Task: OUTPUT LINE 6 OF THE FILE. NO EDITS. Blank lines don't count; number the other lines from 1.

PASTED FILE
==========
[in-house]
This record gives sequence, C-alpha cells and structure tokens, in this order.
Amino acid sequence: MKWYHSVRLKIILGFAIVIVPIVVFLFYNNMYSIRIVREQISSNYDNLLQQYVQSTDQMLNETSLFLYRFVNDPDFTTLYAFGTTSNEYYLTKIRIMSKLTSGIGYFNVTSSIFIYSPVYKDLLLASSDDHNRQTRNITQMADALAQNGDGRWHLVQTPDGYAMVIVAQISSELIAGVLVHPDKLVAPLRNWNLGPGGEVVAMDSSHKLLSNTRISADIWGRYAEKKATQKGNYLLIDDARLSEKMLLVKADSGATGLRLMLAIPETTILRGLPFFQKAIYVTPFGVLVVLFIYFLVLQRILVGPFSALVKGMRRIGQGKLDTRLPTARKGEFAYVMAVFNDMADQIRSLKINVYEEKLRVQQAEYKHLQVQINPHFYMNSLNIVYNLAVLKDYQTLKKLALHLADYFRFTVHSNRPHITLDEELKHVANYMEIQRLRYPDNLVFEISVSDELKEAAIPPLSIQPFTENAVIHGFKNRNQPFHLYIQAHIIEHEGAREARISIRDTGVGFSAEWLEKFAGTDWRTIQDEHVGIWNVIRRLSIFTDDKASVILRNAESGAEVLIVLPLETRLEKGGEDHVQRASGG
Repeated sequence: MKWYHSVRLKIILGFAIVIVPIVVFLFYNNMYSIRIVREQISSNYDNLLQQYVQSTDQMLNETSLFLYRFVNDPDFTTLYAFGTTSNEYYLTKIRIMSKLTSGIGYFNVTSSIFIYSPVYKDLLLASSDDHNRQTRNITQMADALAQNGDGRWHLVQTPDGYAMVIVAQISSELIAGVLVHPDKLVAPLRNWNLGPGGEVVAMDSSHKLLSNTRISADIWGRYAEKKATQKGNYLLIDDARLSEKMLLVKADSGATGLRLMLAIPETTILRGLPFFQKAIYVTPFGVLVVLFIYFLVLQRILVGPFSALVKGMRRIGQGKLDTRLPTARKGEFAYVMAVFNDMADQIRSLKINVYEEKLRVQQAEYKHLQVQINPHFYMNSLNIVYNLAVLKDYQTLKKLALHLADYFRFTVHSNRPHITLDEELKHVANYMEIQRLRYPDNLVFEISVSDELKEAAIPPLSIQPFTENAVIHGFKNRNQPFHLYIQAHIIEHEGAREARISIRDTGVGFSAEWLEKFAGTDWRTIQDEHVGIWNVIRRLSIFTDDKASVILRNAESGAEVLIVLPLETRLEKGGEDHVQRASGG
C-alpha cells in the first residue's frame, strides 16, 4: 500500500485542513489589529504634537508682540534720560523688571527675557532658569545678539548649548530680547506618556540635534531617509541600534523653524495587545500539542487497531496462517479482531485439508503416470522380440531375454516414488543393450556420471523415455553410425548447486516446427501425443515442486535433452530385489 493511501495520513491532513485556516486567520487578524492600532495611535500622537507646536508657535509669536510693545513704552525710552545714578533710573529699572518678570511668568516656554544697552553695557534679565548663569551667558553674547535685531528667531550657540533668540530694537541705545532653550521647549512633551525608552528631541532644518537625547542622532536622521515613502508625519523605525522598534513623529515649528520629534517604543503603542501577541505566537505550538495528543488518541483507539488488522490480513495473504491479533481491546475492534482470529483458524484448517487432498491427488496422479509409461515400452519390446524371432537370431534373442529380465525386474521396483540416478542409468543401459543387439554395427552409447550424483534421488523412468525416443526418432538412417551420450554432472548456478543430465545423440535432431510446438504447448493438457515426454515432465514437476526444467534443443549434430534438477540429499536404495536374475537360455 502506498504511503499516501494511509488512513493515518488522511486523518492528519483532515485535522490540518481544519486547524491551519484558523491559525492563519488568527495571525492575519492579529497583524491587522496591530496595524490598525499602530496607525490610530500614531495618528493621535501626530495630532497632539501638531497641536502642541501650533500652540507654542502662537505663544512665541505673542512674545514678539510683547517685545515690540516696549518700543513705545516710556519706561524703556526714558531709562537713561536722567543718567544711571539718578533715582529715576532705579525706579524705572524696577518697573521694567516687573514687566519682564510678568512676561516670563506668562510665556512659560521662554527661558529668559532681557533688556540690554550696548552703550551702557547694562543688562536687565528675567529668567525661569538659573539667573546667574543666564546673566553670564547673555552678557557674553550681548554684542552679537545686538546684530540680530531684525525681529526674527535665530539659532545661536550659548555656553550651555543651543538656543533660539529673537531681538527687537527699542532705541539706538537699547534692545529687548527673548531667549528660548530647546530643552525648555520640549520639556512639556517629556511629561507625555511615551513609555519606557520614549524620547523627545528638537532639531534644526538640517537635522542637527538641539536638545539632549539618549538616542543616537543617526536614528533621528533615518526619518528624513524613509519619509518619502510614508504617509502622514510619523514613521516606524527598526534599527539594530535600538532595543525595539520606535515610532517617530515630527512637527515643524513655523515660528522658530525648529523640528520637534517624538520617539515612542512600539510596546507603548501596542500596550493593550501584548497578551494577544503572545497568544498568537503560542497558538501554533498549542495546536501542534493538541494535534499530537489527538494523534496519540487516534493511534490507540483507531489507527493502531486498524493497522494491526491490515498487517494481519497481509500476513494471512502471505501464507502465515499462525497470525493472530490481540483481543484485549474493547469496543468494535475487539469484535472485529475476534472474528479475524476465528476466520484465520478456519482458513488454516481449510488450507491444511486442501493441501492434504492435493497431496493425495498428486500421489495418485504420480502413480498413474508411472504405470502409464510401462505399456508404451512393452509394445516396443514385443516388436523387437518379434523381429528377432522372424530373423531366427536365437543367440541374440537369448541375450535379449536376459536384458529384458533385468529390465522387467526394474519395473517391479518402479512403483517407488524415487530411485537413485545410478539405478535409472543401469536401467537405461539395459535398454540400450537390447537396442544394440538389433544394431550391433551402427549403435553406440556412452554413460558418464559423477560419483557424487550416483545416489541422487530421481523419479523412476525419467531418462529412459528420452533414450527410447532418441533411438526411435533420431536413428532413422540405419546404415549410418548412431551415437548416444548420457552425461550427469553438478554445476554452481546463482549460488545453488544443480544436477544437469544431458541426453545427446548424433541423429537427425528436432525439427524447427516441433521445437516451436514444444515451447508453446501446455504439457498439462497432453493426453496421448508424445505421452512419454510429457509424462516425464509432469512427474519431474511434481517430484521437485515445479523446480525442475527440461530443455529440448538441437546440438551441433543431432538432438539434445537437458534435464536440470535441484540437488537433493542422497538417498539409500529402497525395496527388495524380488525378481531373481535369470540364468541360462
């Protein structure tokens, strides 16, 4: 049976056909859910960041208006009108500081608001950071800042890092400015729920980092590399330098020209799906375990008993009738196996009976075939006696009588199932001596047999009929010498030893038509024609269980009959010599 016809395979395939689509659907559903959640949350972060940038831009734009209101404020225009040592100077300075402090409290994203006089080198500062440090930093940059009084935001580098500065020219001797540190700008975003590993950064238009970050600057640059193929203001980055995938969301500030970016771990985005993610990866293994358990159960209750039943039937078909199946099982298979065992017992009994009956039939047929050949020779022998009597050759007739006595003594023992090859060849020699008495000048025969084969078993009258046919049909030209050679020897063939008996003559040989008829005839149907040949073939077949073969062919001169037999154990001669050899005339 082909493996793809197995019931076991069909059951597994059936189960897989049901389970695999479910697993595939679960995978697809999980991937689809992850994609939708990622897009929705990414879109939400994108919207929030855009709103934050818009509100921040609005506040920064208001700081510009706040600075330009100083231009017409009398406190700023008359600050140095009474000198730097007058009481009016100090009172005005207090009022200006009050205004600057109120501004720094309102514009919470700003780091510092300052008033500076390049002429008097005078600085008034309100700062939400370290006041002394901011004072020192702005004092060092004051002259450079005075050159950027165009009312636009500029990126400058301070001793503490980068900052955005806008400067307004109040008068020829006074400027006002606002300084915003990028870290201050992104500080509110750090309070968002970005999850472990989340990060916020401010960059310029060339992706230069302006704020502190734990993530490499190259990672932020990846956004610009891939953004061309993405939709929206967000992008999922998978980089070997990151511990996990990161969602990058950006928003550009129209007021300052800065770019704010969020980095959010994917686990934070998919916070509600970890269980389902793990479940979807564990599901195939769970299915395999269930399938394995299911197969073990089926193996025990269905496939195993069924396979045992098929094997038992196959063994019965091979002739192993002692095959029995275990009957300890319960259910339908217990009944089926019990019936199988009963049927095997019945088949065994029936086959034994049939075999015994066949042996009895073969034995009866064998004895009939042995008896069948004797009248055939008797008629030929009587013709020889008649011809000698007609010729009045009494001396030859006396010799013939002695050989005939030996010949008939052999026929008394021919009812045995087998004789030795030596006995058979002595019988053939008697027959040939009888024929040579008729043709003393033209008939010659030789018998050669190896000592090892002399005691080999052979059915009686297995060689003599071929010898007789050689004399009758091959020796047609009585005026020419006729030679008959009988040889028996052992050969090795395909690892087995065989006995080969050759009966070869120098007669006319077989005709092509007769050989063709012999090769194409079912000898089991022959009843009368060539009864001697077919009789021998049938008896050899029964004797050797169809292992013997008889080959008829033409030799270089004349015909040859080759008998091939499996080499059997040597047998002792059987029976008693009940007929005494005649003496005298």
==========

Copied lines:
């Protein structure tokens, strides 16, 4: 049976056909859910960041208006009108500081608001950071800042890092400015729920980092590399330098020209799906375990008993009738196996009976075939006696009588199932001596047999009929010498030893038509024609269980009959010599 016809395979395939689509659907559903959640949350972060940038831009734009209101404020225009040592100077300075402090409290994203006089080198500062440090930093940059009084935001580098500065020219001797540190700008975003590993950064238009970050600057640059193929203001980055995938969301500030970016771990985005993610990866293994358990159960209750039943039937078909199946099982298979065992017992009994009956039939047929050949020779022998009597050759007739006595003594023992090859060849020699008495000048025969084969078993009258046919049909030209050679020897063939008996003559040989008829005839149907040949073939077949073969062919001169037999154990001669050899005339 082909493996793809197995019931076991069909059951597994059936189960897989049901389970695999479910697993595939679960995978697809999980991937689809992850994609939708990622897009929705990414879109939400994108919207929030855009709103934050818009509100921040609005506040920064208001700081510009706040600075330009100083231009017409009398406190700023008359600050140095009474000198730097007058009481009016100090009172005005207090009022200006009050205004600057109120501004720094309102514009919470700003780091510092300052008033500076390049002429008097005078600085008034309100700062939400370290006041002394901011004072020192702005004092060092004051002259450079005075050159950027165009009312636009500029990126400058301070001793503490980068900052955005806008400067307004109040008068020829006074400027006002606002300084915003990028870290201050992104500080509110750090309070968002970005999850472990989340990060916020401010960059310029060339992706230069302006704020502190734990993530490499190259990672932020990846956004610009891939953004061309993405939709929206967000992008999922998978980089070997990151511990996990990161969602990058950006928003550009129209007021300052800065770019704010969020980095959010994917686990934070998919916070509600970890269980389902793990479940979807564990599901195939769970299915395999269930399938394995299911197969073990089926193996025990269905496939195993069924396979045992098929094997038992196959063994019965091979002739192993002692095959029995275990009957300890319960259910339908217990009944089926019990019936199988009963049927095997019945088949065994029936086959034994049939075999015994066949042996009895073969034995009866064998004895009939042995008896069948004797009248055939008797008629030929009587013709020889008649011809000698007609010729009045009494001396030859006396010799013939002695050989005939030996010949008939052999026929008394021919009812045995087998004789030795030596006995058979002595019988053939008697027959040939009888024929040579008729043709003393033209008939010659030789018998050669190896000592090892002399005691080999052979059915009686297995060689003599071929010898007789050689004399009758091959020796047609009585005026020419006729030679008959009988040889028996052992050969090795395909690892087995065989006995080969050759009966070869120098007669006319077989005709092509007769050989063709012999090769194409079912000898089991022959009843009368060539009864001697077919009789021998049938008896050899029964004797050797169809292992013997008889080959008829033409030799270089004349015909040859080759008998091939499996080499059997040597047998002792059987029976008693009940007929005494005649003496005298």